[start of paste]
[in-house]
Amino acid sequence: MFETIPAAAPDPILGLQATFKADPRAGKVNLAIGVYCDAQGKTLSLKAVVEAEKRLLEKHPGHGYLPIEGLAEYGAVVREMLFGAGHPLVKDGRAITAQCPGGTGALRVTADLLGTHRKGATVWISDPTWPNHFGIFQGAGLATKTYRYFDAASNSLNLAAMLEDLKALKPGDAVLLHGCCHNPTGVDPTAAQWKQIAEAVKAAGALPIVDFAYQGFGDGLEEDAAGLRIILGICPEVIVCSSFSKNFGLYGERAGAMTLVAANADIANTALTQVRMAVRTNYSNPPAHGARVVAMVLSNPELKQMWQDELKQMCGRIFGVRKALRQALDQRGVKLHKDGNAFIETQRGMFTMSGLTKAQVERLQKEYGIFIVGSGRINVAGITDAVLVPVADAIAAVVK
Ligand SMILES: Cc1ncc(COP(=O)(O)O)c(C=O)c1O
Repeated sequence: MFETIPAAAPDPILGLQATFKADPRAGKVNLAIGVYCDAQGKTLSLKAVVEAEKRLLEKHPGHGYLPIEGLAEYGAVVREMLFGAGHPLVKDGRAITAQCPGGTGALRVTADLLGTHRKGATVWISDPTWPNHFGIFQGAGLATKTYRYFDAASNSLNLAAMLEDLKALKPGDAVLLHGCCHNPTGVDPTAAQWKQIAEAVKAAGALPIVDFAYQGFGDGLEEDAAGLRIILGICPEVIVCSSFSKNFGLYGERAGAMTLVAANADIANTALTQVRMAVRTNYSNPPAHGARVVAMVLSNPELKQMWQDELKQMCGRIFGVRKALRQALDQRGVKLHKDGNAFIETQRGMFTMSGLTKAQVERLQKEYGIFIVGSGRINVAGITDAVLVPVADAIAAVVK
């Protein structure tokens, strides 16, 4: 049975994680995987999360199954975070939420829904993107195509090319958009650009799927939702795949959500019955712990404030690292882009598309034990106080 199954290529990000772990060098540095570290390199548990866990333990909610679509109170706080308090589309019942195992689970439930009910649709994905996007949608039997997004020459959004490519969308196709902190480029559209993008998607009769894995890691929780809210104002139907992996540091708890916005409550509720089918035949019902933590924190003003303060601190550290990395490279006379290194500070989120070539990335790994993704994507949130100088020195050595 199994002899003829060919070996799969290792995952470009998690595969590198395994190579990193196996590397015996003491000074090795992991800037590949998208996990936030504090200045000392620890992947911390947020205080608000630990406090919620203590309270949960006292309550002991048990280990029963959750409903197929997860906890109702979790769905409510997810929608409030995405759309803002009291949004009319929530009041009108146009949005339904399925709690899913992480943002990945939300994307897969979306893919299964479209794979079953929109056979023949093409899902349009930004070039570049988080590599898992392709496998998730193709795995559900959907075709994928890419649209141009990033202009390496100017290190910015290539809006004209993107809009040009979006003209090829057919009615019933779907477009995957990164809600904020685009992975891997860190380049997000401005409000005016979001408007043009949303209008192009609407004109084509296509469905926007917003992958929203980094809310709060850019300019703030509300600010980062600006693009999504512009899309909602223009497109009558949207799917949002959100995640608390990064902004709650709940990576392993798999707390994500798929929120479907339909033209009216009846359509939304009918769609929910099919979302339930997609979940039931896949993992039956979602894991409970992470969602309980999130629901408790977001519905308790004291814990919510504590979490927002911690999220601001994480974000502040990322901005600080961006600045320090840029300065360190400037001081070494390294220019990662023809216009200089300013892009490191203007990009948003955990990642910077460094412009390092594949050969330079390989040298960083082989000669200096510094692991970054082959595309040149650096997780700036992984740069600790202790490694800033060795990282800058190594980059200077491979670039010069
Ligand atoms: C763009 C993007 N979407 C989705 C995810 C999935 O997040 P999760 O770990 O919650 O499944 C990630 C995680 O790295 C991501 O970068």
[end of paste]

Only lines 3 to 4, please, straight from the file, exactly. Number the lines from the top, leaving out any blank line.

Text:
Ligand SMILES: Cc1ncc(COP(=O)(O)O)c(C=O)c1O
Repeated sequence: MFETIPAAAPDPILGLQATFKADPRAGKVNLAIGVYCDAQGKTLSLKAVVEAEKRLLEKHPGHGYLPIEGLAEYGAVVREMLFGAGHPLVKDGRAITAQCPGGTGALRVTADLLGTHRKGATVWISDPTWPNHFGIFQGAGLATKTYRYFDAASNSLNLAAMLEDLKALKPGDAVLLHGCCHNPTGVDPTAAQWKQIAEAVKAAGALPIVDFAYQGFGDGLEEDAAGLRIILGICPEVIVCSSFSKNFGLYGERAGAMTLVAANADIANTALTQVRMAVRTNYSNPPAHGARVVAMVLSNPELKQMWQDELKQMCGRIFGVRKALRQALDQRGVKLHKDGNAFIETQRGMFTMSGLTKAQVERLQKEYGIFIVGSGRINVAGITDAVLVPVADAIAAVVK